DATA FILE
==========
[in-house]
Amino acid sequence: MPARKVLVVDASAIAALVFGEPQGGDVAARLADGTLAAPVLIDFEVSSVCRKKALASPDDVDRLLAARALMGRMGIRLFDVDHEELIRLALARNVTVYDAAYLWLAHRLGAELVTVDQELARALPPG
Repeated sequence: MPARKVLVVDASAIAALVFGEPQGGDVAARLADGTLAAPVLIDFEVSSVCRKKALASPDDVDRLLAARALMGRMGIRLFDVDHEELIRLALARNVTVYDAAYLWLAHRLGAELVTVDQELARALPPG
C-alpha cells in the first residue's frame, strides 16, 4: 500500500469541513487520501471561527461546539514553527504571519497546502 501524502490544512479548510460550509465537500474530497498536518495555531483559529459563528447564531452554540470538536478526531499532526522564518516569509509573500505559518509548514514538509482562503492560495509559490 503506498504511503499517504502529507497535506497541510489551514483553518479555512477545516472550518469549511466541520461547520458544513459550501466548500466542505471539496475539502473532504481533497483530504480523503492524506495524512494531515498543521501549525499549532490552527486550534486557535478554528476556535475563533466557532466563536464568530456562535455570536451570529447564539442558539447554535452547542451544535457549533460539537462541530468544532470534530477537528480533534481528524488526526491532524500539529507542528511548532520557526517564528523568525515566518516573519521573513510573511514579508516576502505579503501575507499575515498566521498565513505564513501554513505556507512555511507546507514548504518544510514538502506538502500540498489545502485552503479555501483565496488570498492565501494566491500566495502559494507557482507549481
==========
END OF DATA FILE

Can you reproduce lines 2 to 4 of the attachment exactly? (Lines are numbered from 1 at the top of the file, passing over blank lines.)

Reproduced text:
Amino acid sequence: MPARKVLVVDASAIAALVFGEPQGGDVAARLADGTLAAPVLIDFEVSSVCRKKALASPDDVDRLLAARALMGRMGIRLFDVDHEELIRLALARNVTVYDAAYLWLAHRLGAELVTVDQELARALPPG
Repeated sequence: MPARKVLVVDASAIAALVFGEPQGGDVAARLADGTLAAPVLIDFEVSSVCRKKALASPDDVDRLLAARALMGRMGIRLFDVDHEELIRLALARNVTVYDAAYLWLAHRLGAELVTVDQELARALPPG
C-alpha cells in the first residue's frame, strides 16, 4: 500500500469541513487520501471561527461546539514553527504571519497546502 501524502490544512479548510460550509465537500474530497498536518495555531483559529459563528447564531452554540470538536478526531499532526522564518516569509509573500505559518509548514514538509482562503492560495509559490 503506498504511503499517504502529507497535506497541510489551514483553518479555512477545516472550518469549511466541520461547520458544513459550501466548500466542505471539496475539502473532504481533497483530504480523503492524506495524512494531515498543521501549525499549532490552527486550534486557535478554528476556535475563533466557532466563536464568530456562535455570536451570529447564539442558539447554535452547542451544535457549533460539537462541530468544532470534530477537528480533534481528524488526526491532524500539529507542528511548532520557526517564528523568525515566518516573519521573513510573511514579508516576502505579503501575507499575515498566521498565513505564513501554513505556507512555511507546507514548504518544510514538502506538502500540498489545502485552503479555501483565496488570498492565501494566491500566495502559494507557482507549481